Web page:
Like I said before, going to Europe is still a big deal to me. In a town full of guys who go there to play music the way I run to Speedway for a soda, I'm still spreading the gospel about my trip to England five years ago to a less-than-enthralled audience. "Yeah, John, we heard about the haggis and the machine that ate your credit card in London," they seem to be saying with their eyes rolling just enough to let me know it might be a good idea to give it a break.
So while I'm looking forward to getting some new stories, I'm also the kind of pins-and-needles guy who can spin innocent anticipation into morbid dread with very little coaxing. This is especially true two days before I cross a fairly large and wavy ocean to drive all over Germany and many of its former conquests with Klaus, a guy Greg describes as a little crazy. I hope he's wrong.
So how do I prepare? In the usual way: In between bouts of anxiety, I go to that list in my head that would really benefit from being on paper.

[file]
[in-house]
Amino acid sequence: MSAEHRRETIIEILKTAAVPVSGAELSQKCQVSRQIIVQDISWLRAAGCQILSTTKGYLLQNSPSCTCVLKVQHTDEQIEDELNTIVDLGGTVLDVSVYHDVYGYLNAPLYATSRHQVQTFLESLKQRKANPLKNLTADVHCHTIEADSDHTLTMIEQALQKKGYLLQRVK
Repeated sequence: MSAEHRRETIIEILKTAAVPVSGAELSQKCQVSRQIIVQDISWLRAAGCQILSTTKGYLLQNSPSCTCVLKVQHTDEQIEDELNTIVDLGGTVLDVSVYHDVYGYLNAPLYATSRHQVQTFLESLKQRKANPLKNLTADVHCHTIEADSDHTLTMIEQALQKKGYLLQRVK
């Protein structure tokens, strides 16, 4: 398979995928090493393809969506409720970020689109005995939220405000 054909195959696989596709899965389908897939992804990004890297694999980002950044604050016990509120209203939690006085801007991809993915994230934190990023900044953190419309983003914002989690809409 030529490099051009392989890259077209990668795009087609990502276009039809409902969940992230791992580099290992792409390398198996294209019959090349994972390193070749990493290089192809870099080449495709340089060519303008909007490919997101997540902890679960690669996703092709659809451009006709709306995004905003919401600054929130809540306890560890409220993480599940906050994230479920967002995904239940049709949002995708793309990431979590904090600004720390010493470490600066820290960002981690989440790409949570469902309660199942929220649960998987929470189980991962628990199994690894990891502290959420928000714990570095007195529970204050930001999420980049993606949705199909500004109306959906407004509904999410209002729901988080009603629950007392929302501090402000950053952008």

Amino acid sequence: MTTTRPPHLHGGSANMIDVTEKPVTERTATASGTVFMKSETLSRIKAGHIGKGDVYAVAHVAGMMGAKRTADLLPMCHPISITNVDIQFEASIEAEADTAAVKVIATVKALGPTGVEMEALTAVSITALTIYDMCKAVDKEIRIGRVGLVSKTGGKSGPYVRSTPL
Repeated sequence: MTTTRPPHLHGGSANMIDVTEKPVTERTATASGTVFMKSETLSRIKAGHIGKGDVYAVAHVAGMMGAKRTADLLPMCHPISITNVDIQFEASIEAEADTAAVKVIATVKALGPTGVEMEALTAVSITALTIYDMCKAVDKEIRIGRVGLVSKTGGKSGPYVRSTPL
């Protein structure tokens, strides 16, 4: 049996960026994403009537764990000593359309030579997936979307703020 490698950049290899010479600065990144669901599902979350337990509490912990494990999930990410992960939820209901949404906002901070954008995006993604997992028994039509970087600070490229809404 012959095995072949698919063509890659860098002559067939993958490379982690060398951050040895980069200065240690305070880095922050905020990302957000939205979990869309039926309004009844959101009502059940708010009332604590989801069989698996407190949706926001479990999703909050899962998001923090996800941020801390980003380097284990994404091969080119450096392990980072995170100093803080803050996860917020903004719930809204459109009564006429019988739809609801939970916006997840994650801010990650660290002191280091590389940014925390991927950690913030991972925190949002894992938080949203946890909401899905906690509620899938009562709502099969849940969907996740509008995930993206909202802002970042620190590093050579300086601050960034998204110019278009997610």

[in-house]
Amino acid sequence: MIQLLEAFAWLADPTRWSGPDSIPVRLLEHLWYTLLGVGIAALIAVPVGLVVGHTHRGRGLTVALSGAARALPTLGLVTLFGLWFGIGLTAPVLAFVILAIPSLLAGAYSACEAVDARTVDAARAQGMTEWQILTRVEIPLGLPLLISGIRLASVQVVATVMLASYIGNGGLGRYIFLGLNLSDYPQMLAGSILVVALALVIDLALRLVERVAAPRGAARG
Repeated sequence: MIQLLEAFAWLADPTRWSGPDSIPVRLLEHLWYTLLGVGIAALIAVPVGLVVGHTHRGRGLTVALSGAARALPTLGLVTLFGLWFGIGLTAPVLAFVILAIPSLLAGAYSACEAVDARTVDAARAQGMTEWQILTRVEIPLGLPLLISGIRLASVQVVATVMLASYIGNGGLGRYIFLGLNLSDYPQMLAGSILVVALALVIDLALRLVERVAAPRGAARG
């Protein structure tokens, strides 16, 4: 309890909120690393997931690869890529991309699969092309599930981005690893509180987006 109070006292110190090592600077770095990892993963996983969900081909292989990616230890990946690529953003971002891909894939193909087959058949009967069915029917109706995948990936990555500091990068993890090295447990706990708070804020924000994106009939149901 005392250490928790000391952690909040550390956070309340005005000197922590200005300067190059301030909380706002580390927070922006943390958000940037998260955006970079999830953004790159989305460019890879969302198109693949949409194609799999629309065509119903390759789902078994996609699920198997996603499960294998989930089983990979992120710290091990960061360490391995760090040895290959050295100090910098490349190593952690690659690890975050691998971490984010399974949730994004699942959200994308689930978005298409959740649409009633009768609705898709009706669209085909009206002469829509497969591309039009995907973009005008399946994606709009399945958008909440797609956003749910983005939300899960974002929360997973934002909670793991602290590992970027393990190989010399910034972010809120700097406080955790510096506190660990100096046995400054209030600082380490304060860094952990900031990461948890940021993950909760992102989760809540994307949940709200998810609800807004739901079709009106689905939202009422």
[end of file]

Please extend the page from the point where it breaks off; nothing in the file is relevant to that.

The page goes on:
My wife, the most meticulous keeper and scratcher-offer of lists you would ever want to meet, gets things done with an efficiency that would inspire my soon-to-be hosts in Germany. We are both half German, but she really got the full set of this-is-how-you-organize-anyting genes. I can organize things like leaving the garage door open for an hour or two while I run errands. I'm also pretty good at leaving faucets running and burners on the oven on. Scratch those off my list.
With two days to go, I plan to pull everything I need out (don't forget that passport!) and stage it somewhere. Dining room table, maybe. I will then audition bags, cases and other portable containers for various things I feel I can't do without that I'm sure I'll regret having brought along the minute we get there. I'm picturing this as a major source of entertainment for Greg and the rest of the band a few days in the future.
Since this is officially a blog – and also because nothing has really happened yet except laundry – I'll keep this short. When I start telling laundry stories, you know it's time to leave the country.